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The kingdom of Hironeiden a fine and dandy place to live. Open spaces, nice forests, friendly neighbors to the north and no civil unrest to speak of. Until, that is, a group of soldiers on patrol near the borders discover a hamlet burned to the ground. They chase after the culprits and discover a group of orcs on the run.

From there on it's full out war as the orcs and ogres of Hexter move to invade with their new warlord Regnier at the head of their army while the humans mount their counter offensive. It does not go well.

Kingdom Under Fire: The Crusaders is an action/strategy game for the XBOX. It was created by Phantagram, the same studio that would go on to make Ninty-Nine Nights.

Kingdom Under Fire The Crusaders contains examples of:

  • And Now for Someone Completely Different: The game has four playable hero characters. The changes in move set and playstyle can be quite jarring.
  • Armor Is Useless: Human soldiers wear metal armor and die just as quickly as anyone else.
  • Annoying Arrows: Archers are definitely useful support units to have but nothing stops the hero characters from continuing to run around slaughtering dozens of enemies after being pin cushoned.
  • Attack Animal: Hexter makes heavy use of them, with their giant scorpions and swamp mammoths.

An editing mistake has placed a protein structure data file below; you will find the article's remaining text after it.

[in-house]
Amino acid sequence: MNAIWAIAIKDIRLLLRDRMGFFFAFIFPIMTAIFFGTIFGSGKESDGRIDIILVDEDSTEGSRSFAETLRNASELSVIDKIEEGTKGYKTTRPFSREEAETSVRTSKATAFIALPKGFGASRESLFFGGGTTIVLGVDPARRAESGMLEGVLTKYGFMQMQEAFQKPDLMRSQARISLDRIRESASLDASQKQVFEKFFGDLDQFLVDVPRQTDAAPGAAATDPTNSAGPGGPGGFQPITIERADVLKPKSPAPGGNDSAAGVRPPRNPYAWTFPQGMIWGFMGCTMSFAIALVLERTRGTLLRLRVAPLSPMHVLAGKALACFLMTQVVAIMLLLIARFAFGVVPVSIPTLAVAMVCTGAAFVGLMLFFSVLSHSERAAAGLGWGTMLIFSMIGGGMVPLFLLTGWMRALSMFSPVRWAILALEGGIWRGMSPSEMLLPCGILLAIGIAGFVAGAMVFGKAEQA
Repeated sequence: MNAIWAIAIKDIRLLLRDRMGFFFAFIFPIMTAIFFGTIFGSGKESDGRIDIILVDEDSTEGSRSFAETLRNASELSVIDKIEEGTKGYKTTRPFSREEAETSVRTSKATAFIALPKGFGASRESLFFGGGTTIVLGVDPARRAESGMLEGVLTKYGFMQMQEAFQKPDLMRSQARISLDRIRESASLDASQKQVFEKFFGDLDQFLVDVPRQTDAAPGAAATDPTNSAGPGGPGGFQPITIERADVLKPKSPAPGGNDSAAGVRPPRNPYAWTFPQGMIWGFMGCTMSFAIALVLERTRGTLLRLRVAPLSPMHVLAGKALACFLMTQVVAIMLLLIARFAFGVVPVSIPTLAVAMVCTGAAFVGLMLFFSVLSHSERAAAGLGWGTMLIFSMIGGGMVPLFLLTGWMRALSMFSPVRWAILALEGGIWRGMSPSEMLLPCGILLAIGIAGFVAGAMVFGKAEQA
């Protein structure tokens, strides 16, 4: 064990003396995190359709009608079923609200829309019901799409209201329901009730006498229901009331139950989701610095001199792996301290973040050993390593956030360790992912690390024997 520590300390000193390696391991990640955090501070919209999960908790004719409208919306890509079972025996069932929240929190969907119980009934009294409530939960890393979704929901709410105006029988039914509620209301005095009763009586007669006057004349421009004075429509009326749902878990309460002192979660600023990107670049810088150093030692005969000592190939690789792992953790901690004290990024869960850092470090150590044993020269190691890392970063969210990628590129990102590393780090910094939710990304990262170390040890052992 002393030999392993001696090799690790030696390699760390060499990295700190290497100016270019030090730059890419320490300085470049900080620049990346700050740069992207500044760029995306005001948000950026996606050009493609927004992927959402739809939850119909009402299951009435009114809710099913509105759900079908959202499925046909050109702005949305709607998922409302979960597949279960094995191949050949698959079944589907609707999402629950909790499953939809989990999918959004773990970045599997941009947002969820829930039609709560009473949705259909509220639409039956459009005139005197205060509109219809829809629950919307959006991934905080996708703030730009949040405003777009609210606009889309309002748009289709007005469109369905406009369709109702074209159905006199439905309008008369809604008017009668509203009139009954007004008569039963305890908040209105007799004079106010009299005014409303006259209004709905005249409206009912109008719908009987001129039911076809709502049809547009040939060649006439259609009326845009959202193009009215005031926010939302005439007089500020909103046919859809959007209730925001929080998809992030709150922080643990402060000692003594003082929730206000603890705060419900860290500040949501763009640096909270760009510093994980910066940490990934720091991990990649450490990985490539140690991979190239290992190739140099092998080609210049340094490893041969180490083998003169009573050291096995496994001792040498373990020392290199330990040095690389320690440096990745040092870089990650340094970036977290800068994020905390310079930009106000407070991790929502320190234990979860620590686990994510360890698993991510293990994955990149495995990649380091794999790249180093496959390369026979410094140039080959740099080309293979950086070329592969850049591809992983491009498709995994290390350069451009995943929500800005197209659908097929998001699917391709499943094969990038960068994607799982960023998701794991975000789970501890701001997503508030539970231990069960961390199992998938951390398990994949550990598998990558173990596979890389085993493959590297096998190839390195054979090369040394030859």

• Beast of Battle: Hexter, the orc and ogre nation, uses giant scorpions as seige weapons. They also employee swamp mammoths, which are able to shoot large masses of spores out of their flanks, acting as artillery.
  • Body Horror: The late game enemies are twisted fusions of human, orc, ogre, elf, and any other living species present at the awakening of Encablossa.
  • Complete Monster: Strangely missing. In a game filled with dark elves, vampires, corruption of religious virtue, and other Crapsack World elements none of the characters seem completely and totally without redeeming value. Even the dark god, Encablosa, appears to only be doing what it does, not acting out of any malice.
  • Crippling Overspecialization: Advanced units sometimes end up lacking in basic areas. Sappers shouldn't get into a melee fight. Neither should calavry either.
  • Dark Is Evil: Played straight once you learn about Encablossa and Nibel, the gods of dark and light respectively.
  • Dialog During Gameplay: Most missions have extensive inter-character dialog, normally between the hero (play character) and the two lieutenants fighting with them and sometimes conversation with allied units.
  • Drop the Hammer: Rubert and Kendall use hammers in combat. Rubert's is greatly oversizes while Kendall's is functionally closer to a polearm.
  • Easy Logistics: Played straight during combat, your units are comprised of dozens of soldiers, none of whom seem to be carrying any supplies. When you return to camp between missions you can find your troops at their barracks where they, presumably, get plenty to eat and drink.